4 Cons To Concrete Kitchen Countertops No One Talks About

The pro's and con's you should know about before investing in the concrete countertop trend.

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The Hausera Editorial Team

Concrete countertops are a modern, industrial way to transform your kitchen. The unique finish has recently become popular, and as it turns out, it’s one way that you can possibly save money on your renovation.

Though they may seem attractive and inexpensive, there are a few issues that you should be aware of before installing your own. 

What Are Concrete Countertops?

Concrete countertops are countertops that are either made from or covered with, concrete.

The concept was popularized by Joanna Gaines, on her TV show Fixer Upper. There are a few different benefits to these types of countertops, such as that they are one of the easier DIY projects in a kitchen. Given that many people feel that they can do them on their own, they might make a renovation seem a little more approachable.

As far as price goes, you can either construct the counter out of concrete entirely or cover your preexisting countertops with concrete. Either way, concrete is notoriously inexpensive, particularly when compared to other typical kitchen finishes, such as marbles, stones or woods. 

Most importantly, it is aesthetically pleasing. Not only does it give your space that coveted industrial appearance, but it is also unique, and the grey-tone of concrete is a neutral that pairs well with a lot of different color schemes and designs


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4 Things You Need To Know Before You Install Concrete Countertops

Despite all of the benefits, there are four issues in particular that you need to be aware of before you opt for concrete counters.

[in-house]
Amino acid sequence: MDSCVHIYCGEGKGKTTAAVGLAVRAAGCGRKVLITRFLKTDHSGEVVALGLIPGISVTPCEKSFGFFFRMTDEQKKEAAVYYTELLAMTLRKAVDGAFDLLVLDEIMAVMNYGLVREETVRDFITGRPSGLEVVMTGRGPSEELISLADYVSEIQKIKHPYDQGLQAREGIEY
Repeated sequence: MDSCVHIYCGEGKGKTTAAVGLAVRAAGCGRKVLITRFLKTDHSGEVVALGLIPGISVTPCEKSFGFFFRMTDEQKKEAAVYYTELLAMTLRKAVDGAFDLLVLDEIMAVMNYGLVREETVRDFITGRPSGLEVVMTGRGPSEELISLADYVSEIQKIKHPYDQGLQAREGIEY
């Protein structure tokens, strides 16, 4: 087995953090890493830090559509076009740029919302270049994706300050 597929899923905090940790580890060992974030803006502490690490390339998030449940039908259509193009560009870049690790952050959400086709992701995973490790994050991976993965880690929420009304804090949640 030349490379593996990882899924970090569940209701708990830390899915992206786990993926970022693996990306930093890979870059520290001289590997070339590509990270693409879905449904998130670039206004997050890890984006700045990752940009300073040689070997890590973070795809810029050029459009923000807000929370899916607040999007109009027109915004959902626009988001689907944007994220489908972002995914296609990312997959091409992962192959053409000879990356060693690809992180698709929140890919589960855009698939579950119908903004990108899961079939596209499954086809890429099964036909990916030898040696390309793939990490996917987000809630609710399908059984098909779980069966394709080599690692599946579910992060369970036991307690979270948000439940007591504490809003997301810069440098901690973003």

They are not really that cost-efficient.

Despite what it may seem on the surface (pun sort of intended) concrete countertops are not as cheap as you may believe. On average, they can cost up to $150 per square foot. This is because concrete is a little more expensive than most people assume, and you do not just need the concrete. You also need the braces to mold it, as well as the finish.

They can stain.

One of the most important considerations when it comes to kitchen renovation is that your space will endure a lot of wear. Given the constant water exposure, your countertops have to be able to take a lot. However, concrete is not designed to be resistant to that much. Because this is the case, it’s recommended that you seal your countertops annually, which is another cost, not to mention an inconvenience.

The weight can be too much.

Another reason why concrete is typically reserved for base constructions, such as floors or foundations, is that it is extremely heavy when dry. If your entire countertop is very large and made entirely from concrete, it can be too heavy for the counters that are underneath. This can cause damage, cracking, or even worse.

They can crack.

The absolute worst con to a concrete countertop is that they can crack, in the same way, that a road or stucco home can. Once these cracks appear, they are irreversible. You will have to either cover the crack somehow or replace it entirely. Given the seal on the concrete, simply filling it with more concrete isn’t an aesthetically appealing option. 


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Concrete Countertop Pros